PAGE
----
I don't think the post you made shouldn't have been posted in this thread, I presume all Tonieee meant was (you or anyone else) expanding on what you said in your post might be better suited to the 'UK Politics' thread... in a thread titled 'Is indiepop racist?' to change the discussion to a discussion on pay, exploitation of workers, being screwed over by the Tories doesnt seem appropriate and feeds a lot of criticism the board's had that when racism or sexism, for example, are discussed the threads get sidetracked/derailed and any discussion (or the opportunity for discussion) is lost... I think Tonieee is probably mindful of that, so, yeh, maybe there is a degree of rigidity to the forum but there's a reason

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Re: Is indiepop racist?

Post by tonieee » Thu May 21, 2015 08:31

a fog of ideas wrote:I don't think the post you made shouldn't have been posted in this thread, I presume all Tonieee meant was (you or anyone else) expanding on what you said in your post might be better suited to the 'UK Politics' thread... in a thread titled 'Is indiepop racist?' to change the discussion to a discussion on pay, exploitation of workers, being screwed over by the Tories doesnt seem appropriate and feeds a lot of criticism the board's had that when racism or sexism, for example, are discussed the threads get sidetracked/derailed and any discussion (or the opportunity for discussion) is lost... I think Tonieee is probably mindful of that, so, yeh, maybe there is a degree of rigidity to the forum but there's a reason
Thanks Andy, that's exactly what I meant. Generally I wouldn't mind going off topic on most threads (I probably do that myself a lot :)) but in this case I think we should be a bit more sensitive about it.

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Re: Is indiepop racist?

Post by Jay » Thu May 21, 2015 18:34

a fog of ideas wrote:I don't think the post you made shouldn't have been posted in this thread, I presume all Tonieee meant was (you or anyone else) expanding on what you said in your post might be better suited to the 'UK Politics' thread... in a thread titled 'Is indiepop racist?' to change the discussion to a discussion on pay, exploitation of workers, being screwed over by the Tories doesnt seem appropriate and feeds a lot of criticism the board's had that when racism or sexism, for example, are discussed the threads get sidetracked/derailed and any discussion (or the opportunity for discussion) is lost... I think Tonieee is probably mindful of that, so, yeh, maybe there is a degree of rigidity to the forum but there's a reason
I wasn't being arsey. My apology was genuine (and still is). I was simply attempting to explain my mistake. I accept both your and Tonieee's explanation and advice.

Back on topic...

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Re: Is indiepop racist?

Post by Silver Girl » Fri May 22, 2015 09:33

ShaunBrilldream wrote:
Discussions like this are important and necessary, but so is having input from POC.
True, true. I'm not sure how to put this (and I really don't want to shoot anyone down), but as someone who is dual-heritage BAME, I'm not sure I'm 100% happy with the 'POC' terminology. Sorry.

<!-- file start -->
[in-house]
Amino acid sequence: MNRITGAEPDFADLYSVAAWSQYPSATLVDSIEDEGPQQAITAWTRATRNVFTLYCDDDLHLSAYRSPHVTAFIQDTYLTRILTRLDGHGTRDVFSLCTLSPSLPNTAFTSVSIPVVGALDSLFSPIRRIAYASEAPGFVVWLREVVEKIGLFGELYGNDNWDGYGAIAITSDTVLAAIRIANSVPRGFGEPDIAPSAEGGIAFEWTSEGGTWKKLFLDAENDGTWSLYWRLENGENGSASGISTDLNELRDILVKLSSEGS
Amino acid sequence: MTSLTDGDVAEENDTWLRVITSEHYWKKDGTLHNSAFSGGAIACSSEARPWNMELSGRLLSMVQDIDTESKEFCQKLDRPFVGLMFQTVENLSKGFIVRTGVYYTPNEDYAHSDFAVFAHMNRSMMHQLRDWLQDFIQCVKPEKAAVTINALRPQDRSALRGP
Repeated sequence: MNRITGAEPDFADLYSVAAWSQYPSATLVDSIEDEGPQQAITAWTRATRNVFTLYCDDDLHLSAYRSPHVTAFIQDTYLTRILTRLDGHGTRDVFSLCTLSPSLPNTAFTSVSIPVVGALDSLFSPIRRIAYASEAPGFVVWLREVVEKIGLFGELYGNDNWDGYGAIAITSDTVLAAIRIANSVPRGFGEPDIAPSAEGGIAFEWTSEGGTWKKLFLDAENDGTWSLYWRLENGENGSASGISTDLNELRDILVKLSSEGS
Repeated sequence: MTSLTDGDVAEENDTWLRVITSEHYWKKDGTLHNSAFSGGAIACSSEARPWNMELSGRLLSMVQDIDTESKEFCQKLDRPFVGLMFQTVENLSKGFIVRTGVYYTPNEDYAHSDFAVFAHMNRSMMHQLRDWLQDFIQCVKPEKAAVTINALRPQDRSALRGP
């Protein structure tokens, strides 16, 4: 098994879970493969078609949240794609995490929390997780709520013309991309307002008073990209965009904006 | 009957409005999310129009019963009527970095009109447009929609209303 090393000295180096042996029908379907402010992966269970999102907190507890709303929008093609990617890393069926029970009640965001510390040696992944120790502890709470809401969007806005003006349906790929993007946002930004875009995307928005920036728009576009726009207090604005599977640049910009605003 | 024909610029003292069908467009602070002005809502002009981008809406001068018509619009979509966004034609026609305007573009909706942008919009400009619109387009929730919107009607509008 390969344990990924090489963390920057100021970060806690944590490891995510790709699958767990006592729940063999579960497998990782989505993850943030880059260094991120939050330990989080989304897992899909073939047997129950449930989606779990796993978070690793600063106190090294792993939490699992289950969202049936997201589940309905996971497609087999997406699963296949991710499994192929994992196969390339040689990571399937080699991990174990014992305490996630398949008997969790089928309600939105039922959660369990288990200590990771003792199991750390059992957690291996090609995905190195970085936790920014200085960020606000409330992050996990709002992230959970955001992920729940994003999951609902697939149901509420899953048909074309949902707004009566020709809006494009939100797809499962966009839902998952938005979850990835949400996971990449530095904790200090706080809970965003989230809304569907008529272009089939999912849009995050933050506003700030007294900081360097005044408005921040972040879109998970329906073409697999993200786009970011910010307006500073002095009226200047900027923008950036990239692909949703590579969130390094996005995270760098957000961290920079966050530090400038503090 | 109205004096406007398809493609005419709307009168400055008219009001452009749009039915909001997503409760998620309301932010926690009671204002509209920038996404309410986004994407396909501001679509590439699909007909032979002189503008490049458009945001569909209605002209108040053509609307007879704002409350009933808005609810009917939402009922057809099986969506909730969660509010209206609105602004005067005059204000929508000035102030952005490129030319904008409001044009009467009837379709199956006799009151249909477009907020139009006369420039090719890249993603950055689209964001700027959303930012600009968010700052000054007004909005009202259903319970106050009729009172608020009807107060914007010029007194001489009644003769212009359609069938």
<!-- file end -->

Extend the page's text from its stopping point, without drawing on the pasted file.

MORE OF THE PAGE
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Re: Is indiepop racist?

Post by noLooking » Fri May 22, 2015 09:43

Silver Girl wrote:True, true. I'm not sure how to put this (and I really don't want to shoot anyone down), but as someone who is dual-heritage BAME, I'm not sure I'm 100% happy with the 'POC' terminology. Sorry.
Well, yeah, I've always thought 'colour' was uncomfortably close to other phrases I'd feel less happy using, though I'm certain no offence is intended. Probably best to agree on what everyone's comfortable with.

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Re: Is indiepop racist?

Post by Trev » Fri May 22, 2015 10:31

I'm not sure what term to use. Using POC in this post because I am not sure what other term to use when discussing the issue.

I've seen people who are POC use POC and I've seen people who are POC who are not okay with the term.

Terminology does change and evolve over time (hopefully for the better). If not POC - As a middle aged white man I am curious as to what language is acceptable? (Genuine question, genuinely keen to know what people think).
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Re: Is indiepop racist?

Post by noLooking » Fri May 22, 2015 10:43

If Silver Girl is happy with BAME I'd go with that. In terms of evolution, I pretty much didn't talk to anyone about anything for about a decade so I kinda missed POC and when I heard it, the use of the word 'colour' sounded a bit uncomfortable to me. I can understand why others have gotten used to it but I found myself purposely trying to avoid it when I was busy making a fool of myself yesterday.

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Re: Is indiepop racist?

Post by ShaunBrilldream » Fri May 22, 2015 10:49

Silver Girl wrote:
True, true. I'm not sure how to put this (and I really don't want to shoot anyone down), but as someone who is dual-heritage BAME, I'm not sure I'm 100% happy with the 'POC' terminology. Sorry.
I hope no-one thinks my clumsiness in terminology is anyway meant to cause offence. I'm not 100% happy using the term either but was (am) unsure about which term to use. Either way, I'm sorry for making you feel uncomfortable. Is there a term we can find that doesn't cause offence? That is kind of the point of the thread.

Again, apologies for my clumsiness.
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Re: Is indiepop racist?

Post by Jay » Fri May 22, 2015 10:51

Silver Girl wrote:
ShaunBrilldream wrote:
Discussions like this are important and necessary, but so is having input from POC.